# On the origin of origins and confusion between math and science

The more I teach physics, the more I see subtle differences between Math and Physics that cause great difficulty for my students. This one is on the nature and meaning of the word origin in the two disciplines, and it was also inspired by a post by Brian Frank, where he made many of the same discoveries as I did.

The problem came up when, inspired by Kelly and others, I decided to push my student to think more deeply about position, and so I defined an origin in the room with a long strip of masking tape. Along the way, much conversation ensued about what meaning of the origin was, and why it wasn’t a dot.

My students are used to the origin being (0,0) on a y vs x graph, which forms the bread and butter of what they see in Algebra. They can also sort of get the origin as some sort of hypothetical “starting point” but when you muddy the two, and present them both with the idea that the origin can be a line, and things don’t have to start at the origin, things get really confusing fast.

I saw this when asking a bunch of students this question” If an object has a positive velocity, is it necessarily moving away from the origin?” It took a while for them to discuss with one another and come to the idea that if you start behind the origin (negative position), and have a positive velocity, you are getting closer to the origin, and so positive velocities don’t mean getting closer to the origin. Asking this question now will pay *huge* dividends when we get to the idea of acceleration, and everyone becomes convinced that negative acceleration means slowing down.

Now here’s the tricky part. I asked my students to draw a graph of this situation, and one student in particular drew this graph.

Here this student is trying to draw an almost vertical line. And so I asked him to draw it with the object moving a bit more slowly, and he seemed to get stuck, and puzzled. He couldn’t draw it with a less steep slope. Another student jumped in and drew something like this:

But the first student seemed confused, and almost seemed to say “but this object is further from the origin.” And then it hit me that this student was seeing the origin as the (0,0) intersection of the position and time axis, and not the horizontal line where x = 0.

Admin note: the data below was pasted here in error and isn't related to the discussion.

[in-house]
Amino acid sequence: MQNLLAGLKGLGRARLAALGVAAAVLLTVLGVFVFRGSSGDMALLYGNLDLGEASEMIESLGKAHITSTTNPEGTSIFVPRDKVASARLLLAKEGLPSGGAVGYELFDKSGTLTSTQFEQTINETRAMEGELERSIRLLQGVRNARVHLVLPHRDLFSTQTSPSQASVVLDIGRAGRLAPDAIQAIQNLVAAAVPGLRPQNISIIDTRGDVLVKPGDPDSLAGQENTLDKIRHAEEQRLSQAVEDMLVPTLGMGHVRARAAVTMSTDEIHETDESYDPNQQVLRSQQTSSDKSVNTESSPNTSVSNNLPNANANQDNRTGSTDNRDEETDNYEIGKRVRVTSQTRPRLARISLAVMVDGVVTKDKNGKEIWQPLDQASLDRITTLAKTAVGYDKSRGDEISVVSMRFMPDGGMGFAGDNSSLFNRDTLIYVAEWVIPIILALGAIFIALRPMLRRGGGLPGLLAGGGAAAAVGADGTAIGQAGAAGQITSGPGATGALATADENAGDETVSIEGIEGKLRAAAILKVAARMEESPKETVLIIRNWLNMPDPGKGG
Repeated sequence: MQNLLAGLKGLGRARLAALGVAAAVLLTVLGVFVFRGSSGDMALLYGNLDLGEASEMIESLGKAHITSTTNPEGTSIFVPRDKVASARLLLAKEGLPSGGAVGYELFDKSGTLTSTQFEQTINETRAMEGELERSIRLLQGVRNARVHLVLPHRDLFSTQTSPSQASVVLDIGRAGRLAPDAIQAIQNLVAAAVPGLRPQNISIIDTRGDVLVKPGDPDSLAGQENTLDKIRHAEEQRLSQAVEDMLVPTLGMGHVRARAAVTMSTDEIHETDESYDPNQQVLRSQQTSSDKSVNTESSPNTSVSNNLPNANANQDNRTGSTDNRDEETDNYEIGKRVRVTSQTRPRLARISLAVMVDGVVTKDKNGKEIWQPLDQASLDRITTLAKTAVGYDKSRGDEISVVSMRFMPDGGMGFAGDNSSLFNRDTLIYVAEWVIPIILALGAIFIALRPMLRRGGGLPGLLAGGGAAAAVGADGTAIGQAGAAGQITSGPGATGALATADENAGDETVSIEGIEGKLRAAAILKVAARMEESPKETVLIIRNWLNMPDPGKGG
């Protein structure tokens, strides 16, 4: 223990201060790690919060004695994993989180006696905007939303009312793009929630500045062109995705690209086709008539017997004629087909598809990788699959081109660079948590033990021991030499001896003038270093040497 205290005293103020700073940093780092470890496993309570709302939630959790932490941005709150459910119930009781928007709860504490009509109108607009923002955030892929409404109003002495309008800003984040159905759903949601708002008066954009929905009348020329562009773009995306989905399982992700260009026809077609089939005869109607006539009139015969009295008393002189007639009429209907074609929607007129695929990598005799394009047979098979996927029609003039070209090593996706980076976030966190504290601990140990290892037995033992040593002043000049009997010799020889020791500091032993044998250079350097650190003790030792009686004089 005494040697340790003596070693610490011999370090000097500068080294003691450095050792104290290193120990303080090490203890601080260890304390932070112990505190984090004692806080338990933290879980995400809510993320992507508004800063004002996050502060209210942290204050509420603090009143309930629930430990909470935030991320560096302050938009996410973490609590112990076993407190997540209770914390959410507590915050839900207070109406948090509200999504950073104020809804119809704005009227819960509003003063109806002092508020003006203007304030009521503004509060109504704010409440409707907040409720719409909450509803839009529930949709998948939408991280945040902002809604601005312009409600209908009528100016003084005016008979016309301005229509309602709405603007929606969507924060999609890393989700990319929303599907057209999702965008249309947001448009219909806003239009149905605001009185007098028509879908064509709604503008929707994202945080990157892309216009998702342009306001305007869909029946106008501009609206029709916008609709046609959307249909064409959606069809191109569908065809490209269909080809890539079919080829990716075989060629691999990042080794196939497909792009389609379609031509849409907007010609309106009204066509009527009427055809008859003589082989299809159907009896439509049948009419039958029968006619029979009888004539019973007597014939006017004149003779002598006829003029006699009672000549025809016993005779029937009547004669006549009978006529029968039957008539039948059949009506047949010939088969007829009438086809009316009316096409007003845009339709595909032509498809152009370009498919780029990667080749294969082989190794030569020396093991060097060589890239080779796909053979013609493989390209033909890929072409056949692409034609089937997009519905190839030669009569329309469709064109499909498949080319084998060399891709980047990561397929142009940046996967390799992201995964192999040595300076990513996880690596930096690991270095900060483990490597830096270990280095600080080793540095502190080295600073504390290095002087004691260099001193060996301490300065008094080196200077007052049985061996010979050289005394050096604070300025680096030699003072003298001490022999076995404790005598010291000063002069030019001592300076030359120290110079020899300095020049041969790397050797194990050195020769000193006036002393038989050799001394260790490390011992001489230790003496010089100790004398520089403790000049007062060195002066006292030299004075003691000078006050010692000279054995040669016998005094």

This was a big insight for me, and probably the first time I’ve fully realized this in 13 years of teaching. It tells me that my students are somewhat unwieldy with the incredible math tools they have. They can graph things, and they can label their axes ‘y’ and ‘x’, and they all know the silly way mathematicians have deiced to number quadrants on the graph, but when it comes to really understanding what a graph is trying to tell you, especially about something as real and tangible as a buggy moving with constant velocity, they struggle much more you might think, especially when you take the time to let them really work on a problem, and don’t simply push them along the rails toward the “right” way of doing things.

I’m not sure what the solution is to this. Sure, I think it would help if students thought of the axes as “vertical” and “horizontal”, rather than ‘y’ and ‘x’, if they weren’t locked into the “independent variables go onto the horizontal axis” religion from middle school science, and if they could think about what it means for a point to be in the 3rd or 4th quadrant, instead of just knowing it is so, but I also know that there’s an appropriate time and place to introduce these ideas, and maybe in middle school when students are first learning graphing, it’s better to give them something more concrete like ‘x’ and ‘y’ instead of horizontal and vertical (is this more concrete?), or a rule about independent variables that must always be obeyed.

Anyway, it’s good food for thought, and another reminder that if you give students enough time to think, they’ll really surprise you with what they’re thinking.

Nice post. At Maine, several researchers have been investigating math / physics issues at the upper-level, including classical mechanics and statistical mechanics. So these issues don’t just go away. When did this happen in your class, this year?…

In my class, I’m hoping that taking the time to talk through all the possibilities for “where a reasonable person might thinking the x=0 is?” helped. But the course has a fast paced. We had one day to talk about average speed and average velocity, and now we are on to acceleration. We havent’ enough time to sort through positive / negative indications of direction with velocity, and now we’ll be on the positive/ negative indications with acceleration. We’ll see how it goes in a few hours I suppose.

This also reminds me that I should write a post about Jeremy Roschelle’s work in kinematics, where he found that the idea that “acceleration pulls on velocity” is very generative for learning, and that drawing acceleration vectors at the end of velocity vectors (rather than both with tail at same spot) leads to more “acceleration pulls on velocity” metaphors.

Brian,

Yes, these ideas came up in our constant velocity discussions this year. I know the pace of college courses is much faster than high school courses, but I think the one day you’re doing velocity the next day your doing acceleration (if you’re lucky) is the very reason so many students struggle early on in physics.

I love the idea of acceleration pulls on velocity, and I’ve made a mental note to myself to add this to our computational modeling exercise for CAPM when I get to writing it.

A lot of this is a really sad commentary on how little meaning is attached to concepts in math classes.